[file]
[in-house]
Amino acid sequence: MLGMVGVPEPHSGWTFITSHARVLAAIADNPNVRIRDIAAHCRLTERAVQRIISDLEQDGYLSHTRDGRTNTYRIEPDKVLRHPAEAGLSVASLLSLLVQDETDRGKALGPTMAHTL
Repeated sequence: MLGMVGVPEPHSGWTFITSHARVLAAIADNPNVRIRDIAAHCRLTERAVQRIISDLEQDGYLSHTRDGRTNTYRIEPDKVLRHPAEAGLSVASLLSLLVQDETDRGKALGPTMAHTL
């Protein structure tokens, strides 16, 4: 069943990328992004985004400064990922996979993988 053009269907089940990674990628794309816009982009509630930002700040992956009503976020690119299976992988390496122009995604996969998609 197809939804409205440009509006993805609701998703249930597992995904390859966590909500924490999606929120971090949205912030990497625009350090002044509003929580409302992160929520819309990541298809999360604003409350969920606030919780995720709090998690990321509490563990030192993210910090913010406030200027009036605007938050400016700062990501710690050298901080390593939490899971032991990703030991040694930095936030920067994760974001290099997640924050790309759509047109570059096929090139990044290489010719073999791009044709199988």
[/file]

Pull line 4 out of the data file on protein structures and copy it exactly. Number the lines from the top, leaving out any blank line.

């Protein structure tokens, strides 16, 4: 069943990328992004985004400064990922996979993988 053009269907089940990674990628794309816009982009509630930002700040992956009503976020690119299976992988390496122009995604996969998609 197809939804409205440009509006993805609701998703249930597992995904390859966590909500924490999606929120971090949205912030990497625009350090002044509003929580409302992160929520819309990541298809999360604003409350969920606030919780995720709090998690990321509490563990030192993210910090913010406030200027009036605007938050400016700062990501710690050298901080390593939490899971032991990703030991040694930095936030920067994760974001290099997640924050790309759509047109570059096929090139990044290489010719073999791009044709199988």